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Northern White-Cheeked Gibbon Born at Brookfield Zoo

Oh boy, oh boy, oh boy! The Chicago Zoological Society, which manages Brookfield Zoo, is happy to announce the birth of a male northern white-cheeked gibbon on June 9. The infant is the third male born to Indah, 25, in the last five years. Currently, the entire gibbon family—including mom; her new baby; Benny, 29, the dad; and the baby’s two brothers Thani, 5; and Cuong, 2½—can all be seen in the zoo’s Tropic World: Asia exhibit between 10:00 a.m. and 1:00 p.m. As the baby gets older, the hours will be extended.

Since his birth, the infant has been keeping a close grip on his mom. He will stay in contact and be carried by Indah for a few more months. As he gets older, he will begin to explore the habitat on his own, become more independent, and play with his older brothers.

All northern white-cheeked gibbons are born with a blond coat matching their mother’s coat, a form of camouflage. Like those of his two older brothers, the new male gibbon’s coat will retain this light coloring until it begins to turn dusky when he is half a year old. By the time he reaches his first birthday, the young gibbon will be sporting a black coat with light cheek patches, like his dad and brothers. He will retain this coloration for life. Females turn black and then back to blond again, with a small patch of black on their crown, when they reach sexual maturity at around 6 to 8 years of age.

Indah and Benny have been together at Brookfield Zoo since August 1995. Indah was born at Minnesota Zoological Garden, and Benny was born in Leipzig, Germany. They are managed as a breeding pair based on a recommendation by the Gibbon Species Survival Plan (SSP) of the Association of Zoos and Aquariums (AZA). An SSP is a cooperative conservation program for the long-term management of an endangered species’ breeding, health, and welfare in North American zoos. Jay Petersen, curator of carnivores and primates for the Chicago Zoological Society, is the Gibbon SSP coordinator. With the assistance of the Gibbon SSP Management Group, he is responsible for management goals for all gibbons in AZA zoos and for breeding recommendations to ensure the sustainability of a healthy, genetically diverse, and demographically varied North American white-cheeked gibbon population. Currently, 88 white-cheeked gibbons live in 27 accredited North American zoos.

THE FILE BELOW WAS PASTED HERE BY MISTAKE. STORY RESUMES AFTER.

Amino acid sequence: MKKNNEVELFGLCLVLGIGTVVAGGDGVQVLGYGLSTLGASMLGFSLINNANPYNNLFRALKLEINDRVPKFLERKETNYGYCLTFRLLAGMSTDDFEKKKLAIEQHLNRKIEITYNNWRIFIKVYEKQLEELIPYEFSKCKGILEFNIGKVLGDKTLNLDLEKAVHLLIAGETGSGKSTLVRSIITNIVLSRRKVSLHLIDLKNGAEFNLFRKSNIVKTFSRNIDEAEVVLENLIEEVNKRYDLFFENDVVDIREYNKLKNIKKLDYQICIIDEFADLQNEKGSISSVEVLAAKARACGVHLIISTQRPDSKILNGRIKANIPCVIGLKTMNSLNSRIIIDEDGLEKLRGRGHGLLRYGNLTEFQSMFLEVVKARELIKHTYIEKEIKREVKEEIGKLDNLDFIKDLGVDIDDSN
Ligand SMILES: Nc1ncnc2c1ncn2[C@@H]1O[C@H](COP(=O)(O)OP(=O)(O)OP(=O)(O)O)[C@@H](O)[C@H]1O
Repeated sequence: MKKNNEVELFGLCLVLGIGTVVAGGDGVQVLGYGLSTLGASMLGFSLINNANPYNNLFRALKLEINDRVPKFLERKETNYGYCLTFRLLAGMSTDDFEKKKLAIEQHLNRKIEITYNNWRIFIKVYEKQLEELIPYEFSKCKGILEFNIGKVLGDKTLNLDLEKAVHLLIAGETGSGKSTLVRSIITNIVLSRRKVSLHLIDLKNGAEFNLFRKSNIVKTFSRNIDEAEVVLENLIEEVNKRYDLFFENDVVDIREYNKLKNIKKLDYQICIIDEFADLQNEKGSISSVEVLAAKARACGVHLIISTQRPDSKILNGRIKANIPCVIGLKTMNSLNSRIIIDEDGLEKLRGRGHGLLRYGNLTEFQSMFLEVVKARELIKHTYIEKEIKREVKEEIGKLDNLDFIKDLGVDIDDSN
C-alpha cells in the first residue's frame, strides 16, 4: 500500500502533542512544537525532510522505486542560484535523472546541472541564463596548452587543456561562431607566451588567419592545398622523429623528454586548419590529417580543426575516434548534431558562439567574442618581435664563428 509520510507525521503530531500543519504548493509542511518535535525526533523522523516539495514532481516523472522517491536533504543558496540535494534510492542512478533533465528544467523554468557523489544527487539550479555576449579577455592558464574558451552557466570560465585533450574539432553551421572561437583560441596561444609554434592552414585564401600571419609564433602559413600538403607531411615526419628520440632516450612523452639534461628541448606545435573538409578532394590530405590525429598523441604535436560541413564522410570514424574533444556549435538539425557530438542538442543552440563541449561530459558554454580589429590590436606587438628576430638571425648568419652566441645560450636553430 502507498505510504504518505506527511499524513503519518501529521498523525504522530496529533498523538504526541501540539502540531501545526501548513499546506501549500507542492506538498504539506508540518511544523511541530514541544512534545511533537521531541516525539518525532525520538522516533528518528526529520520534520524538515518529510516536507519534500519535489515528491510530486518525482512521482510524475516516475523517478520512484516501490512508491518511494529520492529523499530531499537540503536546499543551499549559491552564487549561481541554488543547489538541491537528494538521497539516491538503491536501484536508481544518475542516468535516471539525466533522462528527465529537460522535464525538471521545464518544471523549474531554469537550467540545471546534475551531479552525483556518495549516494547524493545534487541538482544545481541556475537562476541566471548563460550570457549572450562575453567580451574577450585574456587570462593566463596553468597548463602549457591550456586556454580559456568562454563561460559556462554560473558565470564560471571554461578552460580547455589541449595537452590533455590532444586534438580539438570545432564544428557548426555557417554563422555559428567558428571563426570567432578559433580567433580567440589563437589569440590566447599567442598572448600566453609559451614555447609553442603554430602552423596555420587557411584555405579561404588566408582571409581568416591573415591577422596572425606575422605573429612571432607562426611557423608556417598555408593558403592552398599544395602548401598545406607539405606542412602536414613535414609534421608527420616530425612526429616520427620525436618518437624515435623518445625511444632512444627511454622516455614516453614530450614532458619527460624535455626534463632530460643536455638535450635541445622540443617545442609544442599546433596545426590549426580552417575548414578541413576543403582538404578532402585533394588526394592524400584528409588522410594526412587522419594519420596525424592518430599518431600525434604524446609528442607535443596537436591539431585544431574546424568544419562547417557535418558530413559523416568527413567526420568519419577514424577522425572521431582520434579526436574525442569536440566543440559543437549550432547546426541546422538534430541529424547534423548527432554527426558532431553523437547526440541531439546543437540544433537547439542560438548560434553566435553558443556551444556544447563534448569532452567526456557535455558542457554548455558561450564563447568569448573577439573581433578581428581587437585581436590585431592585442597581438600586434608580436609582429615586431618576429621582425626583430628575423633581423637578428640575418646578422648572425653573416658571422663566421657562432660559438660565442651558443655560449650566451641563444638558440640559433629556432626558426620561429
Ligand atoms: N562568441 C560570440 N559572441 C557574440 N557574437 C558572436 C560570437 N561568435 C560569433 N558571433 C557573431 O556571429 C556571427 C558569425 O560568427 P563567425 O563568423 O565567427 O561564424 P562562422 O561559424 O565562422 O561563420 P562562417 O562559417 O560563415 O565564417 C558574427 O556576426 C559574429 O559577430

Northern White-cheeked gibbons are critically endangered in their native habitat of Vietnam and the Lao People’s Democratic Republic. They are presumed extinct in their native China, as there have been no records of this species there since 1990. According to the International Union for Conservation of Nature (IUCN), the world’s oldest and largest global environmental organization, the species’ population is thought to have declined by as much as 80 percent in the last 45 years. The dramatic decline of white-cheeked gibbons in the wild is due primarily to hunting and habitat loss.


Gibbons are almost exclusively arboreal, making their homes high in the canopy of trees. Of the 250 or so species of primates in the world, gibbons are among the best suited to life in the trees. They swing with one arm, then the other, moving along the undersides of branches and vines, with their legs flexed under their body in what look like acrobatic displays. This form of locomotion is called brachiation. When they do descend to the ground or walk along a branch or vine, they walk on their legs while suspending their arms overhead to maintain balance—giving the appearance of walking an imaginary tightrope.

Northern White-cheeked gibbons live as long-term male-female pairs with their offspring. They are very territorial, indicating their territory primarily through loud vocal displays, the sounds of which travel hundreds of yards through the forest. These duets reinforce the bond between a male and female and let other gibbons know a mated pair of gibbons is in residence. The females’ “great call” consists of a long rising series of notes that ends in a fast "twitter." The male’s duet of longer, lower notes is less complicated than the female’s song.